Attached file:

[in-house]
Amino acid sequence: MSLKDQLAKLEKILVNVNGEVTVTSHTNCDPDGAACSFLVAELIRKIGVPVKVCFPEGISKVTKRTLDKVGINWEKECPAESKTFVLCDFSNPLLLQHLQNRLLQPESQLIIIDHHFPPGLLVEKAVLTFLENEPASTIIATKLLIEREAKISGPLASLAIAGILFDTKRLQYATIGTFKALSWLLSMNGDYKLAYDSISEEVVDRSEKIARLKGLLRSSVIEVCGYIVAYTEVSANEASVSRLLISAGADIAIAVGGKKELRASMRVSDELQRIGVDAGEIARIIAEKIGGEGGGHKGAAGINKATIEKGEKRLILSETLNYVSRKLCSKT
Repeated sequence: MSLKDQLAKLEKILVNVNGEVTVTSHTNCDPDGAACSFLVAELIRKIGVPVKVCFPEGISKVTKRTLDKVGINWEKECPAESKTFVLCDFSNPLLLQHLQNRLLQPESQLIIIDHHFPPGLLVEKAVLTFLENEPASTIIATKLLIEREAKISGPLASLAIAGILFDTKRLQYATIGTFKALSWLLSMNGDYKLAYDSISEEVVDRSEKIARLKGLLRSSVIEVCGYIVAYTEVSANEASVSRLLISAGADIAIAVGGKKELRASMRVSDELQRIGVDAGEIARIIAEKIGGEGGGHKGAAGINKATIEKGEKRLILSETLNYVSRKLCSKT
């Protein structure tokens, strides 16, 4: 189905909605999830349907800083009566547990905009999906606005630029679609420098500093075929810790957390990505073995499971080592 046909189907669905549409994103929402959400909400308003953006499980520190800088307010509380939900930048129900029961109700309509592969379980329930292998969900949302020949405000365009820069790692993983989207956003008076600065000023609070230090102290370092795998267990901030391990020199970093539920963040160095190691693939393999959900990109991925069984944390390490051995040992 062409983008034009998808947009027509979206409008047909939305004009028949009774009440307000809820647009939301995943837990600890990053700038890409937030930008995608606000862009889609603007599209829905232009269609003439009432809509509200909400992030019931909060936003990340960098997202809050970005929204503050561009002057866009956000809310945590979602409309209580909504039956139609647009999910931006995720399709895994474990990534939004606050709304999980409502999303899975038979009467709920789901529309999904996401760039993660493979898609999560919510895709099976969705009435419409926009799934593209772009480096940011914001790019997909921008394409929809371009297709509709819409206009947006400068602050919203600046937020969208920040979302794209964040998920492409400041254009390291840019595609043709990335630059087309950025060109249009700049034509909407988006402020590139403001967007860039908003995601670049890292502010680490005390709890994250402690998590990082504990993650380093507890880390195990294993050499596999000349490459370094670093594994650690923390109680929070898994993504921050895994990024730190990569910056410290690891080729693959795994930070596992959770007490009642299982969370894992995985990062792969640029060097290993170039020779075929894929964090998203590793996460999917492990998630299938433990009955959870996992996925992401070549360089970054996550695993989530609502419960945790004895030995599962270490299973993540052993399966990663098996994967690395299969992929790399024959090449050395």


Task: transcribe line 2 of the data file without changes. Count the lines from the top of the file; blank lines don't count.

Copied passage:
Amino acid sequence: MSLKDQLAKLEKILVNVNGEVTVTSHTNCDPDGAACSFLVAELIRKIGVPVKVCFPEGISKVTKRTLDKVGINWEKECPAESKTFVLCDFSNPLLLQHLQNRLLQPESQLIIIDHHFPPGLLVEKAVLTFLENEPASTIIATKLLIEREAKISGPLASLAIAGILFDTKRLQYATIGTFKALSWLLSMNGDYKLAYDSISEEVVDRSEKIARLKGLLRSSVIEVCGYIVAYTEVSANEASVSRLLISAGADIAIAVGGKKELRASMRVSDELQRIGVDAGEIARIIAEKIGGEGGGHKGAAGINKATIEKGEKRLILSETLNYVSRKLCSKT